Following on from yesterday’s blog entry about Social Documents in IBM Docs I wanted to finish my little series with a look at the other parts – Spreadsheets and Presentations.
Spreadsheets are the staple of most businesses but I am sure 95% of us use only the very basic elements of a spreadsheet – columns, summing, sorting and the likes. IBM Docs reaches out to us casual users by providing the controls that most of us use plus the ability to export the documents into OpenOffice or Microsoft Office format for the real professionals.
Like with the other document types, the starting place for a new spreadsheet is your list of files. Click New and then Spreadsheet to get started.
The result is a pretty conventional-looking spreadsheet anyone these days would recognise:
To illustrate the use of the spreadsheet I am going to put together a short list of sales figures for a number of US states, get the total and then sort the results.
I’ve typed in my states and put some numbers in the next column. I behaves exactly like any other spreadsheet. In the row below the last number I want to put a total. Like in Excel or Symphony you use the sum function:
Like in Excel, I press the equals sign then type
SUM followed by the bracket. I can then drag across the cells (shown in red) for IBM Docs to pop the range into the formula). I finish my formula with a close bracket and hit return:
The result is shown as 610 in this example. No I want to sort my list of states into alphabetical order. I select the whole range of data and then choose Data, Sort from the menu bar. A dialog box comes up:
I click OK and guess what – the list is sorted.
While looking at the newly-sorted numbers I see that the California number is quite low. I decide to flag this for review by one of my colleagues. I click on the
19 next to California and choose Team, Comments. The side bar pops out and I can type in a comment. When I hit Add it appears in the list. A little orange triangle in the cell shows that there are comments about it.
OK, so I have made a comment, but what if I know that the value for Georgia is wrong and needs review. Rather than save the file and email it to one of my colleagues for review (and all the inherent problems that come with that), I choose to assign the Georgia value cell to one of my colleagues. Clicking on Team, Assign Cells brings up a dialog box:
Here IBM Docs allows me to create a new activity (in the activities area of Connections), give the task a title and assign it to someone with an instruction, due date and settings for their access.
The assignee gets an email and a link to the activity and spreadsheet and the ability to edit that value. I get a notification when the task is completed.
This ability to work socially and collaboratively on the same document is absolutely fantastic. It has been well thought-out by IBM and well integrated into Connections so that I can continue to work with it as the centre of my business activities.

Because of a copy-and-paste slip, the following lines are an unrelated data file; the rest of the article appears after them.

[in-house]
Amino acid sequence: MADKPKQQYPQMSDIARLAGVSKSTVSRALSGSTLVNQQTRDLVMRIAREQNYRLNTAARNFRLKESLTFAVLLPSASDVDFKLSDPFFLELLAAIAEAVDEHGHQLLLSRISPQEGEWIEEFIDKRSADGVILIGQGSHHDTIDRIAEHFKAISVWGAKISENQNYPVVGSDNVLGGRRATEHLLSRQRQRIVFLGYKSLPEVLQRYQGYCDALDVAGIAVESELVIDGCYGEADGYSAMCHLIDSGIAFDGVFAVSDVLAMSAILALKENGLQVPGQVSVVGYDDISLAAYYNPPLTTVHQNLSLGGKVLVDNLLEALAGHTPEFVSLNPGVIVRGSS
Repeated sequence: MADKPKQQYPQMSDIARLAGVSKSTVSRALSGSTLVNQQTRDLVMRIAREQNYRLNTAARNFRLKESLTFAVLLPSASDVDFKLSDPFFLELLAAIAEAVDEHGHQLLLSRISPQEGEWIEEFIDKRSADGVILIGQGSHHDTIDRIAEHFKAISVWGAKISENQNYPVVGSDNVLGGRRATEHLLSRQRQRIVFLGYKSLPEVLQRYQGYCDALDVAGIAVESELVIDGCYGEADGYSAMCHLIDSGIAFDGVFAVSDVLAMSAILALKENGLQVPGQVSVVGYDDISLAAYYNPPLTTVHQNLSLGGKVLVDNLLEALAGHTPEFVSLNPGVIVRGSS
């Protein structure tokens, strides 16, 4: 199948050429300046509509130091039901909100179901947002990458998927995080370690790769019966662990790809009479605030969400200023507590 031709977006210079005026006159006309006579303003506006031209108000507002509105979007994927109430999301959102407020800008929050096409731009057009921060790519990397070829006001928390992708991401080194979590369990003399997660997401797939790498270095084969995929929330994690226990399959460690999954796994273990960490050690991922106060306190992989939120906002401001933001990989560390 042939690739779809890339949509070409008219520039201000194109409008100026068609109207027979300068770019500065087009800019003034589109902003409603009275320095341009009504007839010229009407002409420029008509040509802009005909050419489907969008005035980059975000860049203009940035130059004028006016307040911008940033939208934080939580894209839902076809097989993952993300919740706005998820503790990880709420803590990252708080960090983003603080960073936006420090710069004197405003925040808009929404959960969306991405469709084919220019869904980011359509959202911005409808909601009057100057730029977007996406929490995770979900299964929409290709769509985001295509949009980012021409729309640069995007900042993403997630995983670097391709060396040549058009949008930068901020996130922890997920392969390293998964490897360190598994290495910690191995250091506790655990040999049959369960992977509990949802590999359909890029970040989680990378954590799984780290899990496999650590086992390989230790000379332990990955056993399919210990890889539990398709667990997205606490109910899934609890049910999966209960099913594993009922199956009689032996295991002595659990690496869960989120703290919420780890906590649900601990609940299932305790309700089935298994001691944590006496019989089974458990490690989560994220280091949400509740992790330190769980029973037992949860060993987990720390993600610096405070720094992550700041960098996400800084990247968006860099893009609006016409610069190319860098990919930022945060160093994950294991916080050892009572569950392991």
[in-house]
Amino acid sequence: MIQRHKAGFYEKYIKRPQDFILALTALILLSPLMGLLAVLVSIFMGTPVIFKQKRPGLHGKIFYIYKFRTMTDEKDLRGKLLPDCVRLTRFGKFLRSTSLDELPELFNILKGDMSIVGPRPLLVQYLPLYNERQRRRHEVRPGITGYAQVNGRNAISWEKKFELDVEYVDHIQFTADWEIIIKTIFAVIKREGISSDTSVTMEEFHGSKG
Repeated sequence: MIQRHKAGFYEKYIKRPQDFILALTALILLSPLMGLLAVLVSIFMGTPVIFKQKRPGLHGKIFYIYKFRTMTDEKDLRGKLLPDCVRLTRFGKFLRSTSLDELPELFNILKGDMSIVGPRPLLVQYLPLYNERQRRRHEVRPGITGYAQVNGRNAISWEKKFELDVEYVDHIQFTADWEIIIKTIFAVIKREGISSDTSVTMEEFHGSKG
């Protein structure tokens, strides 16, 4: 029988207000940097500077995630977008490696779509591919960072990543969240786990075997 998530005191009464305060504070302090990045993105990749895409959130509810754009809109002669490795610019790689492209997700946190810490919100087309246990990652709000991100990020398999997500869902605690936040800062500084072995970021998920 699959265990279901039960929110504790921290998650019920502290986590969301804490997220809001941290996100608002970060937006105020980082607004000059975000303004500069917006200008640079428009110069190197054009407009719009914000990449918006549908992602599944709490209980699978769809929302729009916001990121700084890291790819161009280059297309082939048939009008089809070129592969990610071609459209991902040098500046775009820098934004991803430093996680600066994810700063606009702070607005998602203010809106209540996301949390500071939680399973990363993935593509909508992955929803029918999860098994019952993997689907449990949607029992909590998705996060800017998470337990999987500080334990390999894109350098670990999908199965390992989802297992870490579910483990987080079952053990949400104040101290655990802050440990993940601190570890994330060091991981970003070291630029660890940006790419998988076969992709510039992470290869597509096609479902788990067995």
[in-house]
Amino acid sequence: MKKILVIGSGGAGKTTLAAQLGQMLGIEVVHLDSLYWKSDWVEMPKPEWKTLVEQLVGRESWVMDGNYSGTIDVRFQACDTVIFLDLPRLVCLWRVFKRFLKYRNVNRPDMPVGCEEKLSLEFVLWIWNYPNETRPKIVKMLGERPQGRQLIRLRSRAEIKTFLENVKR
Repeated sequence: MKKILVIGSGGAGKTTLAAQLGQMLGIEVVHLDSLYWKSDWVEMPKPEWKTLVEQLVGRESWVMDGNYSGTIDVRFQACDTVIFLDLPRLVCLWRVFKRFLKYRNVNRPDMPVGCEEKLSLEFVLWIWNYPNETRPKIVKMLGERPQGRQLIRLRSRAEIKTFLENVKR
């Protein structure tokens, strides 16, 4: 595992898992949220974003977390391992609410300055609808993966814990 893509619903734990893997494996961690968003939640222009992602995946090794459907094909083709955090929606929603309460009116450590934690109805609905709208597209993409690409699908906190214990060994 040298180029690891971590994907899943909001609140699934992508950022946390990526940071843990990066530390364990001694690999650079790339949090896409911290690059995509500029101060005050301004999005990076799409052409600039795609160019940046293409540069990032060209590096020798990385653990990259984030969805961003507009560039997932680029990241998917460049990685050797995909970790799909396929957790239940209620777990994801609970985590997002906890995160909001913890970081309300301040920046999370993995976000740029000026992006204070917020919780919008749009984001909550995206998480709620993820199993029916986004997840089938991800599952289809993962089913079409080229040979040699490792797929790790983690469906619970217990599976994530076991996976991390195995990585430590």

The Good Citizen
Although IBM Docs spreadsheet currently lacks some of the high-end power which spreadsheet-jockeys would expect, there is a broad selection of functions available:
It also handles the round-trip to its desktop counterparts very well. By default IBM Docs stores the files as OpenOffice format and so opening them in, say, Lotus Symphony is as easy as downloading the file.
Download the file into Symphony:
I can also download and share in the traditional manner with my Excel counterparts:
The result is the same:
But what about something a bit more complex? Well, here’s an example I created in Excel recently. It’s a rollout plan for desktop computers:
Opening the file in IBM Docs produces this:
Pretty good for a browser! IBM Docs Spreadsheets is a competent, compatible and easy to use browser-based alternative to a desktop spreadsheet application. It is also excellent at working in a social setting by not only sharing but managing the collaborative editing of individual cells with your team members.
Presentations in IBM Docs works much like the other document types. You log in, go to your files, and create a new Presentation file. When it opens you see the familiar opening slide:
It’s easy to change the master template to something a bit more interesting than the black and white:
Each of the text boxes is editable, so putting titles and text in is as easy as it is in PowerPoint:
Like its counterparts, IBM Docs Presentations is intended to be collaborative and social and so it becomes easy to flesh out a presentation and assign individual slides to your colleagues to work on, again without the messy need for sending emails with files around and then trying to merge the results:
Delivering a presentation
I must confess to having been a bit skeptical about how good a browser-based presentation would be. When you switch into Presenter mode, a new window pops up maximised to the size of your window. Pressing F11 puts you into full screen mode:
Clicking the mouse on up/down on the cursor keys is all you need to move through the slides like you would in PowerPoint.
For a bit of pizzazz, IBM Docs Presentations also includes slide transitions. Here’s an example screencast of transitions working in a web browser window:
In summary therefore I hope you can see that IBM Docs brings something new to the world of browser-based office productivity. It gives you the familiar controls and features virtually all of us use on a daily basis but removes the headache of trying to manage the input of others into your work. By working socially and collaborating on the content you can use IBM Docs to smoothly prepare for that big presentation, or review that document in a way which I believe is unique in the market.
Thanks for sticking with me on this two-part series, I hope that you’ve found this look at IBM Docs useful and would love to hear your comments.